The population of educated infected individuals is generated by the education of infected individuals (at the rate ). This population is decreased by recovery (at a rate ), natural death (at the rate ), and disease-induced death (at a rate ). It is assumed that the disease-induced mortality rate of educated infected individuals is low in comparison with uneducated infected individuals. Hence, the rate of change of this population is given by

Finally, the population of recovered individuals is generated by the recovery of uneducated and educated infected individuals (at the rates and , resp.). It is decreased by natural death (at the rate ), so that

Thus, the model for the transmission dynamics of an infectious disease in the presence of educated (counsel) infected individuals is given by the following nonlinear system of differential equations: The model (8) extends some SEIR models in the literature such as those in [33, 34, 36] by (i)replacing the mass action incidence function with Holling type II incidence function, (ii)splitting the compartment of infected individuals into educated (counsel) and uneducated (noncounsel) infected individuals thereby allowing time-varying infection rate. The epidemiological implication of this assumption is that educated infected individuals transmit the disease at a reduced rate () in comparison to the uneducated infected individuals (due to behavioral changes). For instance, In Zambia, the decline in HIV incidence since early 1990s is attributed to behavioral changes [37]. Public health education campaigns have also been successfully implemented in numerous countries and communities, such as Uganda, Thailand, Zambia, and the US gay community [38, 39]. Between 1991 and 1998, HIV prevalence dramatically declined in Uganda from 21 to 9.8% (with a corresponding reduction in nonregular sexual partners by 65% coupled with greater levels of awareness about HIV/AIDS [38]. The Ugandan programme fostered community mobilization towards change in risky behavior, without increasing stigma [40]. Further, unlike in the aforementioned modelling studies, detailed rigorous mathematical analysis of the model (8) will be provided.

##### 2.1. Basic Properties

Since the model (8) monitors human populations, all its associated parameters are nonnegative. Further, the following nonnegativity result holds.

Theorem 1. * The variables of the model (8) are nonnegative for all the time. In other words, solutions of the model system (8) with positive initial data will remain positive for all time . *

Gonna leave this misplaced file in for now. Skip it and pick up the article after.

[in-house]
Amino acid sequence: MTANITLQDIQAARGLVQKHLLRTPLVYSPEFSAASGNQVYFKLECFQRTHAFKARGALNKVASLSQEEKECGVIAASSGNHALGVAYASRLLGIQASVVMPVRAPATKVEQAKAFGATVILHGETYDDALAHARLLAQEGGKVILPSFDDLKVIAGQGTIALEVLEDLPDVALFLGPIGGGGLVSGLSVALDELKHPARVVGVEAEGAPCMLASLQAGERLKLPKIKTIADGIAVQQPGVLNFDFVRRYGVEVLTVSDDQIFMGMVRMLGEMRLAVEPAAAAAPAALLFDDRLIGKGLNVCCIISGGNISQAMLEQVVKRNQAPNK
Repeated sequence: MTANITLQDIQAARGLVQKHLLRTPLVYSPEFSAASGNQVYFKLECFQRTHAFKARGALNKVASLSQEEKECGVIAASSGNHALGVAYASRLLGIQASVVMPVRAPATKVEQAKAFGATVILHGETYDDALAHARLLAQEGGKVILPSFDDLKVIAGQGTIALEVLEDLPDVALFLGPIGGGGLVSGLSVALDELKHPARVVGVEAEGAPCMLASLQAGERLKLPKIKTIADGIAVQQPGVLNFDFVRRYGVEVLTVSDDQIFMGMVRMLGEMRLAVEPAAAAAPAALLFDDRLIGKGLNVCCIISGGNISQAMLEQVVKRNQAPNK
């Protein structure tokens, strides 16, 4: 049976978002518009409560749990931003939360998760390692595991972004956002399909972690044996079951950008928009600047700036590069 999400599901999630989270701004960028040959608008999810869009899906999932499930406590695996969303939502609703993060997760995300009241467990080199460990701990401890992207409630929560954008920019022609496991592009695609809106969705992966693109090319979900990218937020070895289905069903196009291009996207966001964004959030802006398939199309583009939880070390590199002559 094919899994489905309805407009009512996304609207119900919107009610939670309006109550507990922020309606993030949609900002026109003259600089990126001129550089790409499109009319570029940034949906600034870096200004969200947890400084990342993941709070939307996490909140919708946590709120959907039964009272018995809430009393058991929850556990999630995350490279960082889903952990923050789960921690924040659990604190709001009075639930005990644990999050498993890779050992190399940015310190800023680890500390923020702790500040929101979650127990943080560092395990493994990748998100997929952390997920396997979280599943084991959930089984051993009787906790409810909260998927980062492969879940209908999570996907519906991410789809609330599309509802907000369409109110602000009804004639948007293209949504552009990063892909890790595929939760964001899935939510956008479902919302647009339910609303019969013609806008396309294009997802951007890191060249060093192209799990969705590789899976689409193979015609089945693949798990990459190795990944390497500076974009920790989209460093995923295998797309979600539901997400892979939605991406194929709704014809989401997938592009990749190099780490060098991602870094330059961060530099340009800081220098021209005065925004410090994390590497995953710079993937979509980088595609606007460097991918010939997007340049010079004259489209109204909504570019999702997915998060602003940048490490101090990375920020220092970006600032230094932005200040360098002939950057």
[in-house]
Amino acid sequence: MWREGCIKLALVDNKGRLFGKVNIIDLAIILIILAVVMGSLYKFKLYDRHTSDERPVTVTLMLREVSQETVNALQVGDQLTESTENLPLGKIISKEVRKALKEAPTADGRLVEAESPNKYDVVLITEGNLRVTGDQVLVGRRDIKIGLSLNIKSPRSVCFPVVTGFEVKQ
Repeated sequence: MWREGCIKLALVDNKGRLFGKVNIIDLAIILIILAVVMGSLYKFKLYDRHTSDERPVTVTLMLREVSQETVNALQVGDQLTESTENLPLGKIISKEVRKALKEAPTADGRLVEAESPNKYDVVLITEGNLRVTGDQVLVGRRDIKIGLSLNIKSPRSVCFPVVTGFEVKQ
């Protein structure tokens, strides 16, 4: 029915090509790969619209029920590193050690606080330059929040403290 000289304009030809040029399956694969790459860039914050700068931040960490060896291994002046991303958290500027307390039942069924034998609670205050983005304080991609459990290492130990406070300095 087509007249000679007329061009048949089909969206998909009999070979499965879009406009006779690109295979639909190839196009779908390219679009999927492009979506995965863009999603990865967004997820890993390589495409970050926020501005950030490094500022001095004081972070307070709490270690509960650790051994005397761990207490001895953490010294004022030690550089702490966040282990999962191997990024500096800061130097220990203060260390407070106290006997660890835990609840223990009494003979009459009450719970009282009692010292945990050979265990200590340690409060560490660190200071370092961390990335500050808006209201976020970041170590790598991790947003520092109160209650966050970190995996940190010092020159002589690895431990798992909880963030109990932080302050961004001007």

*Proof. * Let . Thus, . It follows from the first equation of the system (8) that
which can be rewritten as
Hence,
so that
Similarly, it can be shown that , , and , for all time .

The previous result can also be established using the method in of [41, Appendix ].

We claim the following result.

Lemma 2. *The closed set
**
is positively invariant. *

*Proof. *Adding all the equations of the model (8) gives,
Since , it follows that if . Thus, a standard comparison theorem [42] can be used to show that . In particular, if . Thus, the region is positively invariant. Further, if , then either the solution enters infinite time or approaches asymptotically. Hence, the region attracts all solutions in .

Since the region is positively invariant, it is sufficient to consider the dynamics of the flow generated by the model (8) in , where the usual existence, uniqueness, continuation results hold for the system [10].

#### 3. Local Stability of Disease-Free Equilibrium (DFE)

The DFE of the model (8) is given by
The local stability of will be explored using the next generation operator method [43, 44]. Using the notation in [44], the nonnegative matrix, , of the new infection terms and the -matrix, , of the transition terms associated with the model (8) are given, respectively, by
It follows that the *control reproduction number* [4, 21], denoted by , where is the spectral radius, is given by
where
Using in [44, Theorem 2], the following result is established.

Lemma 3. * The DFE of the model (8), given by (15), is locally asymptotically stable (LAS) if and unstable if . *

The quantity measures the average number of new infections generated by a single infected individual in a population. Lemma 3 implies that the disease can be eliminated from the community (when ) if the initial sizes of the subpopulations of the model are in the basin of attraction of the DFE (). To ensure that disease elimination is independent of the initial sizes of sub-populations, it is necessary to show that the DFE is globally asymptotically stable (GAS) if . This is explored below.

##### 3.1. Global Stability of DFE

Theorem 4. * The DFE of the model (8), given by (15), is GAS in whenever . *

*Proof. * Consider the following Lyapunov function:
with Lyapunov derivative (where a dot represents differentiation with respect to time) given by
Since all the parameters and variables of the model (8) are nonnegative (Theorem 1), it follows that for with if and only if . Hence, is a Lyapunov function on . Therefore, the largest compact invariant subset of the set where is the singleton . Thus, it follows, by the LaSalle's invariance principle [18, 45], that